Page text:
For inveterate sports fans who need a good dose of athletic adrenaline, Paris can supply an ample fix. The French go crazy for soccer, rugby, tennis, and horse racing, among other things.
Paris boasts an army of avid horse-racing fans who get to the city’s eight racetracks whenever possible. Information on current races is available in newspapers like L’Equipe, sold at kiosks throughout the city, and online at www.france-galop.com.
The epicenter of Paris horse racing is the Hippodrome de Longchamp, in the Bois de Boulogne, 16e ([tel] 01-44-30-75-00; RER or Métro: Porte Maillot, and then a free shuttle bus on race days; otherwise, bus 244). Established in 1855 during the autocratic and pleasure-loving reign of Napoleon III, it’s the most prestigious track, boasts the greatest number of promising thoroughbreds, and awards the largest purse in France. The most important events at Longchamp are the Grand Prix de Paris in July and the Qatar Prix de l’Arc de Triomphe in early October. Note: Longchamp is closed for refurbishment until spring 2018.
Another racing venue is the Hippodrome d’Auteuil, also in the Bois de Boulogne ([tel] 01-40-71-47-47; Métro: Porte Auteuil), known for its steeplechases and obstacle courses. On Sundays in April and May, both host Les Dimanches au Galop, a day-long racing fiesta that includes races by both professionals and amateurs, shows, games, and of course, pony rides, all free of charge. Visit www.dimanchesaugalop.com for details.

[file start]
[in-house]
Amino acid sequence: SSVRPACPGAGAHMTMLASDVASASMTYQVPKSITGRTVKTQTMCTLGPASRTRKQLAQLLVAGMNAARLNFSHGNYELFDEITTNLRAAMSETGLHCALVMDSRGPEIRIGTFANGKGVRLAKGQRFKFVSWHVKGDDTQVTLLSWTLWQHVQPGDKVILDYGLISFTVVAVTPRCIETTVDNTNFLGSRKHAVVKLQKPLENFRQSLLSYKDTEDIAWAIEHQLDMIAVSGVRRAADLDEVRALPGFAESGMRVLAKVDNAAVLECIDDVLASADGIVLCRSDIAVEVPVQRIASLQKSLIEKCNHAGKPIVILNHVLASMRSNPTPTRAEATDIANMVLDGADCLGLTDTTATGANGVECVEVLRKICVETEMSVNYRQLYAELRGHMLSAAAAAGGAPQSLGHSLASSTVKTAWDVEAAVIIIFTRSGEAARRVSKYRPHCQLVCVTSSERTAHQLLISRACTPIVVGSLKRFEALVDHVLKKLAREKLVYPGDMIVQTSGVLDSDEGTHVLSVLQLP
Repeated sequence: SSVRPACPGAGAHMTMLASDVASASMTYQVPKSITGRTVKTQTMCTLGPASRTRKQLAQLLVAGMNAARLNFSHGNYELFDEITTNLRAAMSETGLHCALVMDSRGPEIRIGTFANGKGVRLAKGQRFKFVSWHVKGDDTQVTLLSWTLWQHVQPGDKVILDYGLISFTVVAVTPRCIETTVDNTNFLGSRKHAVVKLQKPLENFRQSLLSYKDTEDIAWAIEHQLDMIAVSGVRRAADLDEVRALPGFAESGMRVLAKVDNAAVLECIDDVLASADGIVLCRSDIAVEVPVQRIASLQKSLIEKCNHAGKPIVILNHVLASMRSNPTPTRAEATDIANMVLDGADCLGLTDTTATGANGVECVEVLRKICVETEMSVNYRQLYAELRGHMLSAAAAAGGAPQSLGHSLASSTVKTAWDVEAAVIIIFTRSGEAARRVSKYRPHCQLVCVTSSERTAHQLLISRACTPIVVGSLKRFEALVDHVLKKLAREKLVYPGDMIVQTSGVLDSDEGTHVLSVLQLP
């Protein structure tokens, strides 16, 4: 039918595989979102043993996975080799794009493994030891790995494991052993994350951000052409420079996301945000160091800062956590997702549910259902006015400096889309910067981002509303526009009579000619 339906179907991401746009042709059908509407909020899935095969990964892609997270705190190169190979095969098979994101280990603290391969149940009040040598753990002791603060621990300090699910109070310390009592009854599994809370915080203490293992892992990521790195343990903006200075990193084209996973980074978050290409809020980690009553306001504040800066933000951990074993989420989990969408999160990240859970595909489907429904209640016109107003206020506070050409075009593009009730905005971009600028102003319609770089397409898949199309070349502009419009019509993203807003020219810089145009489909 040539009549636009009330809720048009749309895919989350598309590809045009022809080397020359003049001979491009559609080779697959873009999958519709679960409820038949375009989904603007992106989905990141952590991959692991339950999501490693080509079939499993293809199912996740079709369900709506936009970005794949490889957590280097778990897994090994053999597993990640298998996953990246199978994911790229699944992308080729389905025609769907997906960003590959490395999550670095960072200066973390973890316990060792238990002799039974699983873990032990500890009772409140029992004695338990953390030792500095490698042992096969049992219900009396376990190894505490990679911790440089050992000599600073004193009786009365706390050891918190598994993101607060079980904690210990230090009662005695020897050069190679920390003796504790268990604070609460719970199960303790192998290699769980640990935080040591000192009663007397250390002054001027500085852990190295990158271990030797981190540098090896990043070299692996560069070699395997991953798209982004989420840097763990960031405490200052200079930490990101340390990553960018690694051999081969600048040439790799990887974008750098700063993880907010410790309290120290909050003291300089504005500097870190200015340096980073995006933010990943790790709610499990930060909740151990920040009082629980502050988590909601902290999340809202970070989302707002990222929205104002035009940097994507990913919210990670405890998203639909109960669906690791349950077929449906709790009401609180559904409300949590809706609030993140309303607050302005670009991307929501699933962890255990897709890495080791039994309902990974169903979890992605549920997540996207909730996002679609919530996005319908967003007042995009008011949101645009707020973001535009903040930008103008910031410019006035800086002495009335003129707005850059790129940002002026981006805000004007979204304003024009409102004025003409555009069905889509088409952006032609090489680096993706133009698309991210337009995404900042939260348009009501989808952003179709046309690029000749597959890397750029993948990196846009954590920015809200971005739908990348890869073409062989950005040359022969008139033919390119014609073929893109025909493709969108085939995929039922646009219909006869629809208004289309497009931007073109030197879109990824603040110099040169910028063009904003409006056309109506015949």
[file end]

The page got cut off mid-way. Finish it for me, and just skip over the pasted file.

Known throughout France as le football, or just le foot, soccer is one of France’s most popular national sports. The Paris team is Paris Saint-Germain, also known as PSG. They play their home matches at the Parc des Princes, 24 rue du Commandant Guilbaud, 16e (www.leparcdesprinces.fr; Métro: Porte de Saint-Cloud), a stadium with a capacity of almost 49,000 spectators. The season runs September to May; tickets start at 12€ and go through the roof. Note: A small but nasty segment of PSG fans can get violent at games, particularly when the match is against a rival team like Marseilles. National games, played at the Stade de France are generally much calmer.
France’s version of Wimbledon, the French Open (or as it’s known here, Roland Garros; www.rolandgarros.com), takes place over 2 weeks between late May and early June in the Roland Garros Stadium in the 16th arrond. (Métro: Porte d’Auteuil). Tickets should be purchased well in advance for this world-scale tennis event; tickets can be purchase
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